My herders all actually settled well inside. I really didn't do much with them other than walks and yard play back when I had them. In my opinion this is more of a specific breed and age thing than the group as a whole. Like I said before, malinois are as intense as you can get.
You said pretty much what I was going to, she sounds like a typical young Mal to me.

That being said I do have an aussie and our days go something like this usually. We get up in the morning and do some training and play some tug and then she hangs out in my room for a few hours while I get my kennel work done. After I'm done with my work, we go back to the pond and she free runs for as long as she likes (she won't swim yet, but we're working on it), usually we stay back there for an hour or two. Then we work more training and play ball/tug/what have you off and on throughout the evening. She will also get put out with some of the shepherd puppies during the day to play. Oh and we also go herding twice a week.
 

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Also, I have a dog right now (non-herder) that would play ball all day long if you would keep throwing the ball for her. We could go for a long walk then agility for two hours in the heat, come home and she'd want to have the ball thrown for the rest of the night. She's gone full out for 3 hours before with the ball when I didn't know any better. She would have kept going too. When I've had people dogsit her, they've called wanting to know how to make her stop. Problem is, she barks/screams when she's not getting her way so she annoys them so bad they just keep on throwing the ball over and over again. There's got to be some boundaries set there. She knows who she can get away with bullying into endless ball throws too.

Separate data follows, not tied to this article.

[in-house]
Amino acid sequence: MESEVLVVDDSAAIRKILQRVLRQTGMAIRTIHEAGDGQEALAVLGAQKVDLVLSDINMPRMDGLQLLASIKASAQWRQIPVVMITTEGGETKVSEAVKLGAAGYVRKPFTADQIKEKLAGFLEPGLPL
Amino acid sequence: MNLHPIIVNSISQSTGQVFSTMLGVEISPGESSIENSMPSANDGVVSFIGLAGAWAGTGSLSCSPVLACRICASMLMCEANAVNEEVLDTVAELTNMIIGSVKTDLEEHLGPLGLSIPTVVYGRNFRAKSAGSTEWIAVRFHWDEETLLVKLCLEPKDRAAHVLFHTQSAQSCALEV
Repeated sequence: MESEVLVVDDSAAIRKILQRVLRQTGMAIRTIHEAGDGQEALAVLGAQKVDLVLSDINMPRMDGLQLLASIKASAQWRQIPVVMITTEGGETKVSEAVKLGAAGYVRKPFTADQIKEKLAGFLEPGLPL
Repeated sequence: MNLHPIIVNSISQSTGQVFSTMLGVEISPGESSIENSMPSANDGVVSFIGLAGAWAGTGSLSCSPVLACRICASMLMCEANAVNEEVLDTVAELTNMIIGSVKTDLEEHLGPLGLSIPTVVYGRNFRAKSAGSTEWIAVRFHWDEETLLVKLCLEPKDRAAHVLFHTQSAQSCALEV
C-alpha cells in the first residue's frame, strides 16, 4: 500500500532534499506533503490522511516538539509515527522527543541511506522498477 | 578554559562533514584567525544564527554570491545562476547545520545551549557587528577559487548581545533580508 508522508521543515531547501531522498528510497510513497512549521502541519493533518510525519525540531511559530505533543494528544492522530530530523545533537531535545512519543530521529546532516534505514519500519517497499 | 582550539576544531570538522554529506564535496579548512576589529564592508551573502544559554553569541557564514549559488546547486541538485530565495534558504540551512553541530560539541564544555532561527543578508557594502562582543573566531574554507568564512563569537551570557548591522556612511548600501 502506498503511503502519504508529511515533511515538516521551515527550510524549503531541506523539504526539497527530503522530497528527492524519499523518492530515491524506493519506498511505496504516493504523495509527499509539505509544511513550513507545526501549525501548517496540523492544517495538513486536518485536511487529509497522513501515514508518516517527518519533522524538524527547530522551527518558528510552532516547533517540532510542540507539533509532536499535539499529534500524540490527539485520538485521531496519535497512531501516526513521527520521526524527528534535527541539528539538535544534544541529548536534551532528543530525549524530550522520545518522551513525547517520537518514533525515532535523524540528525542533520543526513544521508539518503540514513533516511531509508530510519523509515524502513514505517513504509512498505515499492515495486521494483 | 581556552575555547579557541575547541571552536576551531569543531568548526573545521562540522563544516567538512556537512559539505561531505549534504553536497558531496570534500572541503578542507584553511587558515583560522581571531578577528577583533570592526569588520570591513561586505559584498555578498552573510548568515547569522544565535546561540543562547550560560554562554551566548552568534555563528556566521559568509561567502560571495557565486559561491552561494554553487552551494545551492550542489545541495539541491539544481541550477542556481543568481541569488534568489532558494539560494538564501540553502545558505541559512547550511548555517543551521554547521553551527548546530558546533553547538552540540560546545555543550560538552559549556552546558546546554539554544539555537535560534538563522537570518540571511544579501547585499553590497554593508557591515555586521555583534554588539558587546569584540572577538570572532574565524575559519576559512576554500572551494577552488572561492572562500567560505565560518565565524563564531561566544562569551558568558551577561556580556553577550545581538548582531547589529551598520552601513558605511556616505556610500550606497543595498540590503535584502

I know we've gone back and forth on this before...Colby is totally in the same boat XD When she was younger we'd toss the ball in the house but same thing--she never stops. I'm sure you know it...people think I'm exaggerating! We had to make a rule: no ball in the house EVER EVER EVER and we never give into the barking, no matter how bad it gets. >.< I usually walk the dogs, come in to cool off/eat dinner and then take them back out to play ball in the evening. Colby knows when it's time to play and she will start getting antsy. I make sure to never take her out until she lays down and relaxes (hips to the side). It's definitely helped.

To the OP, don't give into your dog's "demands."

It's possible that people wouldn't want to sacrifice their sheep to a Malinois (mine was a freakin alligator on stock).
Yikes! I'm not suggesting this is the case with you or your dogs, but I think this can happen with any herding breed if you just let the dog out without training or a long lead. Luckily, my dogs don't resort to nipping unless staring, stalking and barking don't work...lol. I've only seen Colby get mouthy when we were attempting to herd rams. A definite perk of having a dog that was bred to excel at one thing! I don't really have any experience with Mals, but if the tendency is for them to bite, I'd think so long as you can find an experienced herding instructor (like I said, might be hard where the OP lives) the dog could succeed.
 

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Yep, I cna tune out obnoxious demand barking and screaming with the best of them nowadays. I hardly notice anymore but she's gotten a lot better as she's matured. Still drives my family batty.

Malinois are nicknamed maligators for a reason. They tend to go in with their teeth first. Mals generally are not bred to herd anymore, they're bred to excel at the very top levels of bite sports. I am no expert but I can't see how this wouldn't create a totally different kind of dog than a breed still bred to be used on stock. I can definitely see why so many instructors will not put malinois on their stock.